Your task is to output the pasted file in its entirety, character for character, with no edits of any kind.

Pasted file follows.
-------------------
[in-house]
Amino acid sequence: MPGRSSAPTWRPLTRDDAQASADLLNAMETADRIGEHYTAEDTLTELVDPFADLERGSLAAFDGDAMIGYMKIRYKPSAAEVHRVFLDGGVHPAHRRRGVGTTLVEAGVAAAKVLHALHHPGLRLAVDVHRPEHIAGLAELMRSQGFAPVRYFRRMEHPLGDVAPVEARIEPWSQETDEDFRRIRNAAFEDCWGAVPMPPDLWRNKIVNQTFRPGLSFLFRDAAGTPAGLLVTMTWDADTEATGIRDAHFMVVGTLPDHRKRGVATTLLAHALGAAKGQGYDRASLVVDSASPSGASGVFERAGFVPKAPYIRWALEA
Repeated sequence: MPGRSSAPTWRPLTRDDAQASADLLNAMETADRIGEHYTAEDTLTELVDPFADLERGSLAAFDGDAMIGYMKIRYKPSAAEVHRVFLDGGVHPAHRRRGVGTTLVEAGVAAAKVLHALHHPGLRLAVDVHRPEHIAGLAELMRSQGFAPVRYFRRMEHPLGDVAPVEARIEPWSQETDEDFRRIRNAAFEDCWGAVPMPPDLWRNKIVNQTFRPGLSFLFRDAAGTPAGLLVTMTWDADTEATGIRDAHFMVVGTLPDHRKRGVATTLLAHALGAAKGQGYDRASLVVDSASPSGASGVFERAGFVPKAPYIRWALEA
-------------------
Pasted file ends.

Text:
[in-house]
Amino acid sequence: MPGRSSAPTWRPLTRDDAQASADLLNAMETADRIGEHYTAEDTLTELVDPFADLERGSLAAFDGDAMIGYMKIRYKPSAAEVHRVFLDGGVHPAHRRRGVGTTLVEAGVAAAKVLHALHHPGLRLAVDVHRPEHIAGLAELMRSQGFAPVRYFRRMEHPLGDVAPVEARIEPWSQETDEDFRRIRNAAFEDCWGAVPMPPDLWRNKIVNQTFRPGLSFLFRDAAGTPAGLLVTMTWDADTEATGIRDAHFMVVGTLPDHRKRGVATTLLAHALGAAKGQGYDRASLVVDSASPSGASGVFERAGFVPKAPYIRWALEA
Repeated sequence: MPGRSSAPTWRPLTRDDAQASADLLNAMETADRIGEHYTAEDTLTELVDPFADLERGSLAAFDGDAMIGYMKIRYKPSAAEVHRVFLDGGVHPAHRRRGVGTTLVEAGVAAAKVLHALHHPGLRLAVDVHRPEHIAGLAELMRSQGFAPVRYFRRMEHPLGDVAPVEARIEPWSQETDEDFRRIRNAAFEDCWGAVPMPPDLWRNKIVNQTFRPGLSFLFRDAAGTPAGLLVTMTWDADTEATGIRDAHFMVVGTLPDHRKRGVATTLLAHALGAAKGQGYDRASLVVDSASPSGASGVFERAGFVPKAPYIRWALEA